There thousands of species of fish and endless ways to cook them,including frying, deep-frying, broiling, grilling, baking and poaching.You can find a large variety of fish cookbooks at your local tackleshop, bookstore or library.
From a simple shore lunch to a gourmet dinner, fish always makes a great meal. And fish is really good for you.
Fish are high in protein, vitamins, minerals, omega-3 fatty acids and contain polyunsaturated fat. A four-ounce serving of fish can contain 30–40 percent of the body's daily requirement of protein. Fish liver oil is an exceptional source of vitamins A and D. The fat in fish is a prime source of vitamin D. And all fish contain several of the B complex vitamins. Fish also contain minerals including: phosphorous, copper, iron, calcium and iodine.
And fish oils contain polyunsaturated fats that can reduce cholesterol levels in blood, which decreases the chances of heart disease.
Pan frying is probably the most popular way to cook fish. And it’s a method you can do at your campsite, just minutes after catching your fish.
Coat the fish with flour, breading, cornmeal or batter before frying.The batter mix can be a pancake-type batter or one made with spices or even a little baking soda. You can find a great shore-lunch batter at your local tackle shop.
Heat some cooking oil in a skillet. Test the heat by dropping a small piece of fish into the skillet. If it sizzles, the oil is hot enough. Pan-fried Fish Recipe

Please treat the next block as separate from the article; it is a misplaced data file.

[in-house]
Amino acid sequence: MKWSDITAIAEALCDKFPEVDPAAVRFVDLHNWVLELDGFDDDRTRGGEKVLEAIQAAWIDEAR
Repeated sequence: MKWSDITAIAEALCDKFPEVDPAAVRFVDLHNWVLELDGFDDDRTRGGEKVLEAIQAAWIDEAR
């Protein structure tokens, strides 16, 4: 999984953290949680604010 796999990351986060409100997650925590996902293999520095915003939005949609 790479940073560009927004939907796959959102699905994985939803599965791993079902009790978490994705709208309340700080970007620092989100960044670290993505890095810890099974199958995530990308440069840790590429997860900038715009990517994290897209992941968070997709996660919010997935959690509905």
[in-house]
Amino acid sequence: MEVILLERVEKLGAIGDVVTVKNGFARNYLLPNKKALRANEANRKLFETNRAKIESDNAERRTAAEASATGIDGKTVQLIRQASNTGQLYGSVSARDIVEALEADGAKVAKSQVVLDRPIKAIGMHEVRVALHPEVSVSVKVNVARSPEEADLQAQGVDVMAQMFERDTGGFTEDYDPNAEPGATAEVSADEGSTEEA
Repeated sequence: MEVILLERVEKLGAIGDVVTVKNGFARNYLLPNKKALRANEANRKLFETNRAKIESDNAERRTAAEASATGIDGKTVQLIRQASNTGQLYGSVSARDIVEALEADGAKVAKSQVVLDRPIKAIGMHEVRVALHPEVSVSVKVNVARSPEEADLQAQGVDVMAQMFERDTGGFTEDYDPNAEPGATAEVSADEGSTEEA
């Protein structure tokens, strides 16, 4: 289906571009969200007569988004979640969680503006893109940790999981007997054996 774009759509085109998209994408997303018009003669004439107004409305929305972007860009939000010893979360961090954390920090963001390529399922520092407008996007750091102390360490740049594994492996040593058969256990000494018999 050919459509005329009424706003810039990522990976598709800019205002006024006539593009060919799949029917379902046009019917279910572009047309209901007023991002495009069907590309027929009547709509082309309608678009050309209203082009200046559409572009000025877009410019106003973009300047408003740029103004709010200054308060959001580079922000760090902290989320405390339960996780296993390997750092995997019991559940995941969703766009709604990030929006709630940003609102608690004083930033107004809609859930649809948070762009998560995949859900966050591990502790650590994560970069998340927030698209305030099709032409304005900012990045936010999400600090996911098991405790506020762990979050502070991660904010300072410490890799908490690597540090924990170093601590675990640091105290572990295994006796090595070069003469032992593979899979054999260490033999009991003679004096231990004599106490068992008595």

Mix the egg and milk. Dip the fish into the egg-milk mixture and then coat it with flour. Instead of flour, you can use a heavier, breaded coating or pancake batter. Set a burner to a high heat. Put oil, butteror margarine into a cooking pan. Use enough to cover the bottom to a depth of 1/8 to 1/4 inch. When the oil is hot enough, put in the fish.Adjust the heat so that the oil will not smoke or burn.
Cook the fishuntil it is brown on one side. Turn it over and cook the other side.Remove the fish from the pan and place it on a paper towel to drain.Put the fish on a serving platter and sprinkle with lemon juice and parsley.
Planked shad is usually reserved for a large amount of shad, twenty or more, but can be adapted to a backyard smoker. The shad are scaled,cleaned, the heads removed, and then butterflied from the top, with the belly as the hinge.
Then, as the name implies, they are nailed and cooked on pre-heated hardwood planks, then set back next to the coals of a bonfire. They are periodically basted and the planks are periodically "flipped" (turned upside down) to bake more evenly.
A small bonfire, 3' x 6', can be used and the cooking fire should not be a big roaring affair, but primarily a bed of coals after a larger fire has spent itself. The best fuel is seasoned hickory, but other hardwoods will work. Evergreens will spoil the taste. The Shad will take about 3-4 hours to cook after set-up.
Harley Family's "Secret" Shad Baste Recipe
Heat and baste Shad as they are cooking on the planks. Note, the above recipe is for a large amount of shad, about 20. Just mix smaller amounts, estimating the measurements, for a smaller number.
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